Fernando Alonso - FP1: 1:36.044, P12; FP2: 1:34.632, P10
“The first session today was primarily spent testing some new parts we have on the car, while in the second session we focussed on the tyres. Since the degradation here is quite high, especially on the front tyres, it was important for Stoffel and me to test both compounds.
“We also managed to check the car in wet conditions, on Inter tyres, even though it was only for a few minutes at the end of the session. It’s always good to have an idea of engine mapping and everything else, which is different in the wet.
“We’re expecting good weather for the race – dry, sunny and wind blowing in a different direction – therefore not very similar conditions to today, so on Sunday we’ll need to improvise.
“We completed all the items on our programme and now we need to go through all the data and find performance for tomorrow."
Stoffel Vandoorne - FP1: 1:36.756, P18; FP2: 1:35.163, P14
“It’s not been the smoothest Friday for us. We had a few problems in FP1, and FP2 wasn’t perfect either with the issue with the pit-stop, but I did feel a lot more confident in the car this afternoon. In general, we’ve learned a lot again and FP2 was a much better session. The most positive thing from today, as we’ve learned over the last couple of weekends, is that our race pace looks promising and there’s a lot of effort going into our race preparation. Our qualifying performance we still need to work on a bit and understand a few things, but generally I feel okay.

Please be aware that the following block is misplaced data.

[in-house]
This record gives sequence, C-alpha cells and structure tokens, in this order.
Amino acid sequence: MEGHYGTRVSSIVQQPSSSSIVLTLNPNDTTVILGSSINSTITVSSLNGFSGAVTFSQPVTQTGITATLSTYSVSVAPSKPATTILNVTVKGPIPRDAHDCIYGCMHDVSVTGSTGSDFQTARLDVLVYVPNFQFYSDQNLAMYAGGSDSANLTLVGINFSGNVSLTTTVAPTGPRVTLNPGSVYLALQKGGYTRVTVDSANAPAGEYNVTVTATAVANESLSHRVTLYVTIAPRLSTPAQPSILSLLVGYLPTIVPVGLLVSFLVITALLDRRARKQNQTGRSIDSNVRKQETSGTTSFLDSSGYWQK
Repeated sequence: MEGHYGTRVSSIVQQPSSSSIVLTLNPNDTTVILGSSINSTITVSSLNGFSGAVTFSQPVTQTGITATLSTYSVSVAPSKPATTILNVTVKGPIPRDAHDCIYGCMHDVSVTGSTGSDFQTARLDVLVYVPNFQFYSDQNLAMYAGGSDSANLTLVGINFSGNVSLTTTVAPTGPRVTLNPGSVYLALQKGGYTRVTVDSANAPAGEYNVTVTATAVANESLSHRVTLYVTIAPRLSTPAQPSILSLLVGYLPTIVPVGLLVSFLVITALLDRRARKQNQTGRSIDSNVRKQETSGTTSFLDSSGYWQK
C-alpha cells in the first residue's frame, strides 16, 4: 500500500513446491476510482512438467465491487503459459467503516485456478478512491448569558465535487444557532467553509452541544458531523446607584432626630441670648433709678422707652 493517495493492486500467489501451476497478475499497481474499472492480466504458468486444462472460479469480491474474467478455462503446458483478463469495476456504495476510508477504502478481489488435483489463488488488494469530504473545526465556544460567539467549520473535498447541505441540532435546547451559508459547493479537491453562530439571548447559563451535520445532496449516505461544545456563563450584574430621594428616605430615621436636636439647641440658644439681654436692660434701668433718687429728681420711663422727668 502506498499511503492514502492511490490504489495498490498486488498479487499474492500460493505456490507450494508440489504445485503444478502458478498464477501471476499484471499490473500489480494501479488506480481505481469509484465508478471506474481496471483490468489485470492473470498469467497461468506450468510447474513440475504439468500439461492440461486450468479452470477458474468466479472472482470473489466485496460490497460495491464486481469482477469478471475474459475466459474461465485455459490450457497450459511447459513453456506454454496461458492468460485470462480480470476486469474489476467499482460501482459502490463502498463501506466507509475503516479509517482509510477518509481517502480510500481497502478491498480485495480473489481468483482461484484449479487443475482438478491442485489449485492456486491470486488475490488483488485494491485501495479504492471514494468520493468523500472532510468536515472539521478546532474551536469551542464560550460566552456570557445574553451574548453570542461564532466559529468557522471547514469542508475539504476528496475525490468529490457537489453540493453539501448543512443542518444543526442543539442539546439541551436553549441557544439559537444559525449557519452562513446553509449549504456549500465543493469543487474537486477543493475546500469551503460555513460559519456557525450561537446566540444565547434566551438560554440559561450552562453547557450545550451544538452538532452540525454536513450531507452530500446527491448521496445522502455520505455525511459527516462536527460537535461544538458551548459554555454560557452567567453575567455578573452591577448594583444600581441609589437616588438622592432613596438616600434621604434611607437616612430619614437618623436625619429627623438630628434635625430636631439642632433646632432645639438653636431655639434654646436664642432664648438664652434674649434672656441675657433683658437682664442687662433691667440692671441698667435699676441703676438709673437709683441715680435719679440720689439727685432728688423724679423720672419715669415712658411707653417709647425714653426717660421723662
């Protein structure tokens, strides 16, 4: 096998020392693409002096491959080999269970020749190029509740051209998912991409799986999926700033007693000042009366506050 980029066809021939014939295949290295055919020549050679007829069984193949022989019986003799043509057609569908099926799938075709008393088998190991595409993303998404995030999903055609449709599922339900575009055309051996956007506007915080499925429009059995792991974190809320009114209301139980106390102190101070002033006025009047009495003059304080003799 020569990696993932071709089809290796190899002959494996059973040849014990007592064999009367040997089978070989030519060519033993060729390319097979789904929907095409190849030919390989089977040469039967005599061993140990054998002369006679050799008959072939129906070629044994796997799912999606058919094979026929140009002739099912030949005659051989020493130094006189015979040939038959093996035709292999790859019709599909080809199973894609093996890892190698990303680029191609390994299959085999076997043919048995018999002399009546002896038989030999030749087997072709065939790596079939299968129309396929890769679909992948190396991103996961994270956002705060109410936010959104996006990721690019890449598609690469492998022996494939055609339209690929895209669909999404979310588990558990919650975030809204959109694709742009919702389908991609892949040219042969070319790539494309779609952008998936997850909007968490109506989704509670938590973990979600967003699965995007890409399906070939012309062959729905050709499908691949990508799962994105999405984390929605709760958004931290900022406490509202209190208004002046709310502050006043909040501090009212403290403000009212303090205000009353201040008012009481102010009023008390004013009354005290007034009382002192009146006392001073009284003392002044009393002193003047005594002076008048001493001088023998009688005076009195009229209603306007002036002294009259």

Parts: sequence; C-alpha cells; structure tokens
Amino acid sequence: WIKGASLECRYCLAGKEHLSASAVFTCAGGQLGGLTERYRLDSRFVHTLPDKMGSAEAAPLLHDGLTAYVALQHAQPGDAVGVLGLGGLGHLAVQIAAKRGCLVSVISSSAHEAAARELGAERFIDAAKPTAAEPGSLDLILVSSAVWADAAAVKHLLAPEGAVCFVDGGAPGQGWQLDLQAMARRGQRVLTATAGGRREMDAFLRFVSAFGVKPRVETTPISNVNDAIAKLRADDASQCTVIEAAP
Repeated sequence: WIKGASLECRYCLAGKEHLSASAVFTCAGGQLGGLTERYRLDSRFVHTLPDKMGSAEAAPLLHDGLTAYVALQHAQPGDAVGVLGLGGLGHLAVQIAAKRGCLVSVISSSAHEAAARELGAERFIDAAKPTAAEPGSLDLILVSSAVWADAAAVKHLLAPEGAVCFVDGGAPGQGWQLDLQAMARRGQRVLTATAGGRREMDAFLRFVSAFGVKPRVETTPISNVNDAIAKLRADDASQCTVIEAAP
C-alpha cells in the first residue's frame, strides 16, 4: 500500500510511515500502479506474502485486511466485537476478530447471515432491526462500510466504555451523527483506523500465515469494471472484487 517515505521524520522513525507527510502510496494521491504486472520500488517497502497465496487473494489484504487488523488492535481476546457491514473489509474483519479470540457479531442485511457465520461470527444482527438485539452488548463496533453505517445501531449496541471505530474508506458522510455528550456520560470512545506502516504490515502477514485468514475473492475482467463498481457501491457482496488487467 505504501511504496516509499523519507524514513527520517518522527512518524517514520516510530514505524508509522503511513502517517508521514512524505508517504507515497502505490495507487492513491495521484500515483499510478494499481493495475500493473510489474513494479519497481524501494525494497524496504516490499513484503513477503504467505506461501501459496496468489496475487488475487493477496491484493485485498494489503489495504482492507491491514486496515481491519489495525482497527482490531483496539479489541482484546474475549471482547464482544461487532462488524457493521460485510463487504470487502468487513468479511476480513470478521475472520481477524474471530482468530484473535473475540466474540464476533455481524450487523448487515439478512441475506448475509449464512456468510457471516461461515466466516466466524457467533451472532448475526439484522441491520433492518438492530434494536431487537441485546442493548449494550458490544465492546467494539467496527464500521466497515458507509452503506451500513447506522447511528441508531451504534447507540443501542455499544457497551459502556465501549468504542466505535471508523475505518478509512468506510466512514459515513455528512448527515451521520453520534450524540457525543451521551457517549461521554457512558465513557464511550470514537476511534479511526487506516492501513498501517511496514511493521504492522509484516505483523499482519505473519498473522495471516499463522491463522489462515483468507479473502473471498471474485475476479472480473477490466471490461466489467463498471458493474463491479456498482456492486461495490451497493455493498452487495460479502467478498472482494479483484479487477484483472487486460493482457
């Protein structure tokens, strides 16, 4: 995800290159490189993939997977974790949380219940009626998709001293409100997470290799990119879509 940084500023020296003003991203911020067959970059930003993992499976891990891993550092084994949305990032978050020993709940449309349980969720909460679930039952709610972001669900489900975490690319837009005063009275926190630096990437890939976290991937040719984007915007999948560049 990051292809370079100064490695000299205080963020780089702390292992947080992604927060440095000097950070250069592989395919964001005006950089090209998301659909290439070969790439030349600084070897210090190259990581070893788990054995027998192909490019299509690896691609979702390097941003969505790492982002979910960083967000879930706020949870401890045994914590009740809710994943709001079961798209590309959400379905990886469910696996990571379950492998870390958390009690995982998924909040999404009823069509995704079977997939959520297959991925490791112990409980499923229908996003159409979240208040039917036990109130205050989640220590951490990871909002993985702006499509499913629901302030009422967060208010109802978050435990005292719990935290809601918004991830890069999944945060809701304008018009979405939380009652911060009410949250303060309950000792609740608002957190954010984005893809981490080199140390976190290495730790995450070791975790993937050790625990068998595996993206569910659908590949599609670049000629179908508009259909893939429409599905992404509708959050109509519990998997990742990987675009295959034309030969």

“There’s plenty to play with here – the weather might look a bit tricky tomorrow and we’ll have a few different possibilities in terms of allocating tyres, but I think we have everything we need. There is quite a big difference between the Prime and the Option tyres as they behave quite differently so it will make things pretty interesting. We’re prepared and we know what we want for the race, so we should be in a strong position. It was also quite windy today and I think everyone was affected by it, but generally we had no major issues.
“After the pit-stop I left the box and I didn’t feel that there was anything wrong straight away. It was only as I turned left into Turn Three that I felt something happen, and when I looked in the mirror I could see that the right rear wheel was wobbly, so I immediately parked the car as a safety precaution. At the moment we’re still investigating, so it’s a bit too early to say what caused it. Pit-stops are part of Formula 1 and I think they always will be in some way. Of course, we don’t like to see incidents like we saw in Bahrain – we’ve seen a couple of cars having to park up and it’s definitely not what we want – but it happens every now and then.”
Eric Boullier, Racing Director
“Today was a useful day for us in terms of setting up the car for the weekend ahead. We managed to complete a solid amount of work and test a lot of different components, compounds and configurations, and now we’ll focus on analysing the data ahead of tomorrow.